And I think it’s important to have a vision. But part of that vision must include having decent roads, good-paying jobs, affordable housing for the poor and elderly and people not being forced out of their homes by high taxes caused in large part by frivolous spending. These are some of the real quality of life issues our community needs to focus on.

Do I profess to have all the answers? Of course not – no one can! But if elected to the Oshkosh Common Council I will take my job seriously, I will do my homework (as I always do) and I will listen to constituents with an open mind and understanding ear. We may not always agree on issues, but at least I will listen and try to be the voice of the people. That’s a tremendous step forward from where we are now.

In closing, let me just say this: Some of the candidates are asking that you call them and let them know what your “vision” is for the city and to tell them what kind of city you want. To what end? They seem to already have their minds made up about what is best for this community. I, on the other hand, have been listening to the citizens for several years – both through my nearly 12 years of service on city boards and commissions and through my 2+ years hosting Eye on Oshkosh. I hear your concerns and I see the fear of what’s yet to come in so many of your faces.

Thank you for allowing me the time to tell you a little about myself and where I stand on some of these issues. I hope that with your support on Tuesday, Feb. 15 and again on Tuesday, April 5, I can begin to help make a difference for ALL the citizens of Oshkosh, not just a select few.

A vote for Cheryl Hentz is a vote for common-sense and common interests, not special ones.

Cheryl Hentz for Oshkosh Common Council
(920) 426-4123
email me at:

Wednesday, January 12, 2005

Palmeri questions Castle ethics, conflict-of-interest

[The following letter was sent to Karl Ebert at the Oshkosh Northwestern on Wednesday, Jan. 12, 2005 by Tony Palmeri. Tony has shared it with Eye on Oshkosh and we post it here for your thoughts and comments.]

Hi Karl,

Not sure if you saw the Oshkosh Common Council meeting on Tuesday, but I thought Bill Castle's Council Member statement was shocking. He openly beamed about his close personal friendship with Phil Martini, to the point of talking about their golf outings. If their friendship is as close as
Bill says it is, and we have no reason to believe it is not, how on earth is Castle able to vote on anything affecting CR Meyer?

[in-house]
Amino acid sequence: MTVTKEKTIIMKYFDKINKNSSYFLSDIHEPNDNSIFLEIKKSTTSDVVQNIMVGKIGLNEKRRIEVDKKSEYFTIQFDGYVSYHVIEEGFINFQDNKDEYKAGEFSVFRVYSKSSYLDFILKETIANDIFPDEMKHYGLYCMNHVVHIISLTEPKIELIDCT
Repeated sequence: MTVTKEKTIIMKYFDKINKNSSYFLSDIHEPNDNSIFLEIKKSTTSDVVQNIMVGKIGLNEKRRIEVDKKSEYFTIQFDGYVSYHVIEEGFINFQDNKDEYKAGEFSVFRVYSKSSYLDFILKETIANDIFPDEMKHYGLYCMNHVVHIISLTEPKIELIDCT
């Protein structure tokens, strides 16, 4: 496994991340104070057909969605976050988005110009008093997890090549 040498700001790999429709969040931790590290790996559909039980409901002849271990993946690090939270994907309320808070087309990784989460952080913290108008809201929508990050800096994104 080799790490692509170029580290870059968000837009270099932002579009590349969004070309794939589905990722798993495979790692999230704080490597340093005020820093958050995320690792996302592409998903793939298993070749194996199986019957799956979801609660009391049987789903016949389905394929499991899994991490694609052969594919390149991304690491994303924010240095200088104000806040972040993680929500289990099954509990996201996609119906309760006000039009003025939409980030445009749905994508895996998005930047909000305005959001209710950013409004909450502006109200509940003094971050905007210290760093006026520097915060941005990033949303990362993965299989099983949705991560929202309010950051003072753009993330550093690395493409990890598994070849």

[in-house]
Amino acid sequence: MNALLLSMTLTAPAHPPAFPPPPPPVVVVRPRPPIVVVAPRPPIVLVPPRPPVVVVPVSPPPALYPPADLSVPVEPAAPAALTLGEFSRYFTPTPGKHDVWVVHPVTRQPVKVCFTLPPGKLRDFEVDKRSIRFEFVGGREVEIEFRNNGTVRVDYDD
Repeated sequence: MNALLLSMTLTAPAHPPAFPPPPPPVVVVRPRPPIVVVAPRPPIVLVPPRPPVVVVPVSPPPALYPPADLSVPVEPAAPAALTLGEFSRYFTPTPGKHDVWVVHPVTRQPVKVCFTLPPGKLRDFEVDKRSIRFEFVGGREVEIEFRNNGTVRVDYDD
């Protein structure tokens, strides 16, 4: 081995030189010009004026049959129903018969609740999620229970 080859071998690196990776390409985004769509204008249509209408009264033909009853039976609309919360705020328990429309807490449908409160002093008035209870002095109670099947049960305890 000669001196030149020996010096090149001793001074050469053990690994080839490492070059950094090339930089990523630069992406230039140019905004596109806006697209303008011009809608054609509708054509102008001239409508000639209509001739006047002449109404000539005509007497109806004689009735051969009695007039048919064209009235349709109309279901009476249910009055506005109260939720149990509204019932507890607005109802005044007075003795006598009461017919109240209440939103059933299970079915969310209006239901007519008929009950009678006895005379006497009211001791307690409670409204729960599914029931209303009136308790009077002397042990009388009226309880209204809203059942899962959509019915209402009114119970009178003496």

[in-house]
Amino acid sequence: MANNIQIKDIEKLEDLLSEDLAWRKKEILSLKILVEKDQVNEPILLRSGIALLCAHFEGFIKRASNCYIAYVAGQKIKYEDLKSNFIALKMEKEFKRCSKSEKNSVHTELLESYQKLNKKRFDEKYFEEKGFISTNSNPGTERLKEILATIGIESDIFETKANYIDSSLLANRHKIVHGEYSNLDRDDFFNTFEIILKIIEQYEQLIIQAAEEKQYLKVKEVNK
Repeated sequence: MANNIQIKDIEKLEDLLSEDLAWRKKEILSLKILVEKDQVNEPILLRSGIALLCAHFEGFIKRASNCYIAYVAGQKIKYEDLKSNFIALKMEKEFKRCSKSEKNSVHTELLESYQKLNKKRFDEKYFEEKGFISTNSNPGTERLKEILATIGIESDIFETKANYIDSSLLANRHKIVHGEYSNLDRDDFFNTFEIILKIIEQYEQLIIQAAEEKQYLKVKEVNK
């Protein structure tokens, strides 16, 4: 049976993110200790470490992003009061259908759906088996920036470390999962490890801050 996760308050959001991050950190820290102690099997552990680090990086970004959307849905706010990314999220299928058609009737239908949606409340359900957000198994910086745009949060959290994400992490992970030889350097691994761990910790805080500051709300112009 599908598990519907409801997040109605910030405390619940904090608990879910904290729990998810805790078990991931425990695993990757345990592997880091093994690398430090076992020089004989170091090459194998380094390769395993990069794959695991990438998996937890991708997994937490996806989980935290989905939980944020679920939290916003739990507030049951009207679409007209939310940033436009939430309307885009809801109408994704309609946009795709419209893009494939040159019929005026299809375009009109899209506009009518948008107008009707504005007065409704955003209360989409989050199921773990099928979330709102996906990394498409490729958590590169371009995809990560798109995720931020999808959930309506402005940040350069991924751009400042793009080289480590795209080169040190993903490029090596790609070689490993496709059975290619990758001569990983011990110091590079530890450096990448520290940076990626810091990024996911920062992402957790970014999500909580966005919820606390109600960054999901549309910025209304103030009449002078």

I'm thinking especially about the no-bid contract but, after Castle's comments, it
strikes me that he should not be voting on anything related to the amphitheater project.

I realize that the Northwestern editorial board and I disagree over the merits of the amphitheater, but I do hope the board has a candid discussion about whether or not to editorialize in favor of Castle recusing
himself from any further votes that could affect CR Meyer.

My guess is that the State Ethics Board would say that there is nothing technically illegal about Castle voting on projects that benefit his golf buddy. Still, it certainly has the appearance of impropriety and I for one think it would be very appropriate for the Northwestern to editorialize in favor of recusal.

Happy New Year


P.S. I am forwarding this email to Paul Esslinger and Cheryl Hentz because
over the years they have shared my interest in conflict of interest issues.

Tony Palmeri's Home Page:
Tony Palmeri's Daily News Site:

Michael Domke for Oshkosh Common Council

Contributed by: Mike
As many of you already know I have chosen to run for the Oshkosh Common Council in the upcoming elections. I want to give the citizens of Oshkosh the representation that they deserve and in doing this provide the taxpayers a more accountable voice when it comes to their money.

While on the subject of voice, I want to clarify the issue of the high tone of my voice, as several individuals have inquired about it. To clarify this issue it is related to an injury I experienced several years ago. So please “Hear my words and not the tone of my voice”. Coincidentally, I think it gets higher every year but not as rapidly as my tax bill.

My goal is to bring an open mind to the council and give the citizens of Oshkosh the voice they have long needed on the Council. The members of the Council will be faced with many issues such as downtown redevelopment, street/utility repairs and reduced state shared revenue only to name a few. Other factors may include pending legislation that will put restrictions on city spending. These are decisions that set the future direction of Oshkosh and need to be made with proper initial planning and long-term planning.